Couple's gift to A&AA offers lesson in philanthropy by design

Jim Rothwell

Jim Rothwell proudly recalls that October afternoon in 1994 when he stood in the stands of Autzen Stadium cheering Kenny Wheaton as he ran a 97-yard interception return against the University of Washington. That historic play saved the game — and eventually led the Ducks to their first Rose Bowl in 37 years.

“The Wheaton Pick symbolized a turning point,” said Rothwell, a 1980 UO graduate in architecture. “But it took more than that. It took donor investments to make UO football a major force. I’d like to make UO’s architecture program a major force too.”

A recent estate pledge from Jim and his wife Mary — an estimated $5 million — is a step in the right direction.

“This was a way to help out in return for what the school gave me,” said Rothwell, who worked 26 years at Callison, then one of the nation’s largest architecture and design firms. Rothwell served as CEO and board president before leaving the firm in 2011. He now lives in Colorado, where he designs homes.

The Rothwells have included a gift in their estate for the School of Architecture and Allied Arts endowment. Most of the contribution will fund a faculty chair in architecture; the rest will support travel scholarships, facilities and a discretionary dean’s fund.

“We’re very grateful for their generosity,” said Christoph Lindner, who started as the school’s dean this August. “Through this generous contribution, Jim and Mary will transform our architecture program. As part of our endowment, their gift will positively impact our school in perpetuity. 

“For years, Jim has also been generous with his time as a leader, mentor and ally. His tireless work has improved our school, helped students and advanced the field of architecture.”

Rothwell was a member of the school’s first Board of Visitors, now called the Dean’s Advancement Council, and also served on the university’s Seattle Regional Council. As a mentor, Rothwell shares his expertise and professional experience directly with students through career counseling and portfolio reviews.

During his time at Callison — a Seattle-based firm with offices on three continents and clients such as Eddie Bauer, Amazon, Boeing and Nordstrom — Rothwell led the corporate division. He also spearheaded Callison’s effort to increase its international presence in the Middle East. Rothwell’s most memorable projects include a million-square-foot complex for Microsoft and a four-tower office project in Riyadh’s King Abdullah Financial District.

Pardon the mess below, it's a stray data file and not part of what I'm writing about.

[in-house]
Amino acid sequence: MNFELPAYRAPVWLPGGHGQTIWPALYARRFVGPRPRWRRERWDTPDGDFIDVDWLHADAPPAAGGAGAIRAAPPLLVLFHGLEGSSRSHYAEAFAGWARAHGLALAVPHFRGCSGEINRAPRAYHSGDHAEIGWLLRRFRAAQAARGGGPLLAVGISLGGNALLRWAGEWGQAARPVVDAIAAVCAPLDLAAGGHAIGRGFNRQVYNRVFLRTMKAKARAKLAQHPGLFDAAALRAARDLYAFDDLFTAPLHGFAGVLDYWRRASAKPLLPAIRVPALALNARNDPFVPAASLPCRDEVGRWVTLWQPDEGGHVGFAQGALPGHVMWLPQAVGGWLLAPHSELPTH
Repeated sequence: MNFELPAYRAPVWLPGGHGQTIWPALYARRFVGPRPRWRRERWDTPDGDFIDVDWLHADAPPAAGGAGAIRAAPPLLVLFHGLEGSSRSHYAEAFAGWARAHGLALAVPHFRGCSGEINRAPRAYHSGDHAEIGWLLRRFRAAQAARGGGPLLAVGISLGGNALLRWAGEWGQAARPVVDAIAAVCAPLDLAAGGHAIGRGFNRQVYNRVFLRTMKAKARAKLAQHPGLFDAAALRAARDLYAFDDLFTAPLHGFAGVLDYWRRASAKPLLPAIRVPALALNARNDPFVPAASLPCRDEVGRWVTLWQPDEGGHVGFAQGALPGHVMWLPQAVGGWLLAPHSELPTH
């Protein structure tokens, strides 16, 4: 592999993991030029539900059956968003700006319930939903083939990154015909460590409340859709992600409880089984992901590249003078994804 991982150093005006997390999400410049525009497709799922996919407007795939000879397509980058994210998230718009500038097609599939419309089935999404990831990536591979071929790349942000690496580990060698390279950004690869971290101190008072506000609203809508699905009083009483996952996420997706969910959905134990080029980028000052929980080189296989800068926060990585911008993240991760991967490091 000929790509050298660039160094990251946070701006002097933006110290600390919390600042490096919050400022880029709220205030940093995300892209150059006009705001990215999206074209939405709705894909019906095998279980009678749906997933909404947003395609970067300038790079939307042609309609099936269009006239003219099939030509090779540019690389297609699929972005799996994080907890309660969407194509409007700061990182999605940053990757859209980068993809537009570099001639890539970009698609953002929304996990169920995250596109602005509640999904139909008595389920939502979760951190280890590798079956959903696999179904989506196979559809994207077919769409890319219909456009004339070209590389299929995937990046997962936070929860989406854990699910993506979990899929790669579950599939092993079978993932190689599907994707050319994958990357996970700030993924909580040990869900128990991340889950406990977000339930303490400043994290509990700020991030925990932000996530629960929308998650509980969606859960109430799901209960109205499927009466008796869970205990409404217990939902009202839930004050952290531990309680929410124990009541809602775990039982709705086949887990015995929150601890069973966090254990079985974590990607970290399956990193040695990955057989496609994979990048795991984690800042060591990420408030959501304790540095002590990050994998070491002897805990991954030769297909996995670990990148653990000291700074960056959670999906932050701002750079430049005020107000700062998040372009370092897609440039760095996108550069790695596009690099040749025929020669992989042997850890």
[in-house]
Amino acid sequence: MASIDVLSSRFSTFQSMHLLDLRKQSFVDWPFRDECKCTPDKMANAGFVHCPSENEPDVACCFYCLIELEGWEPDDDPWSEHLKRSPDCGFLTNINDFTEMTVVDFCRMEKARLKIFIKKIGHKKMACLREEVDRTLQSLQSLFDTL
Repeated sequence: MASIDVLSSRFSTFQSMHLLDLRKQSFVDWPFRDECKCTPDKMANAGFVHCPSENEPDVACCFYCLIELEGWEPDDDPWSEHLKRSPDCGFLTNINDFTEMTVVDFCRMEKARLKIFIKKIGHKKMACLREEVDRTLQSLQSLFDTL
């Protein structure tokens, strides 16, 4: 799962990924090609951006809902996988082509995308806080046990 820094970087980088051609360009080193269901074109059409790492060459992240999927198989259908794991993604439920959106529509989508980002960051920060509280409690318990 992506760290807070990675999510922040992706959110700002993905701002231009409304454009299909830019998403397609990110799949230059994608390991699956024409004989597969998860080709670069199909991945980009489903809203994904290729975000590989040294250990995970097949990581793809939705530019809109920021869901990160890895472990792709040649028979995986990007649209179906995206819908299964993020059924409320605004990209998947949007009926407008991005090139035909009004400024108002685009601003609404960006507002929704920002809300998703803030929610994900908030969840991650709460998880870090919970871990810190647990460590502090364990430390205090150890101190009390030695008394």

The foundation of his success, Rothwell said, was the UO School of Architecture and Allied Arts.

“I think the school is one of the best on the West Coast,” he said. “When I ran Callison, the UO would rank consistently on top for the students we would hire. I received a balanced education. The fulcrum between the technical side and the design side was right where it should be.”

In addition to this balanced foundation, Rothwell said, he learned critical thinking — a skill that’s not easy to pick up after graduating from college.

“You can learn computer programs and building codes while you’re a working professional,” he said. “But a university setting is the best place to learn to think critically. The UO does that very well.”

College is also a great time to travel, he said. That’s why the Rothwells designated a portion of their gift to give more students opportunities to study abroad, an experience that Jim missed out on as an undergraduate.

“My friends studied in Italy one summer,” he recalled. “But I couldn’t afford it. They came back with sketchbooks full of wonderful places. I hope that our contribution will give students the opportunity that I missed.”

By increasing study-abroad scholarships, supporting the architecture faculty and helping the school meet critical needs, Rothwell is confident the gift will yield tangible results for years to come.

“It’s a chance to give back, but I also see it as a sustainable investment,” he said. “It will help generations of students, who will hopefully go on to drive architecture to a higher level.”

By Ed Dorsch, University Communications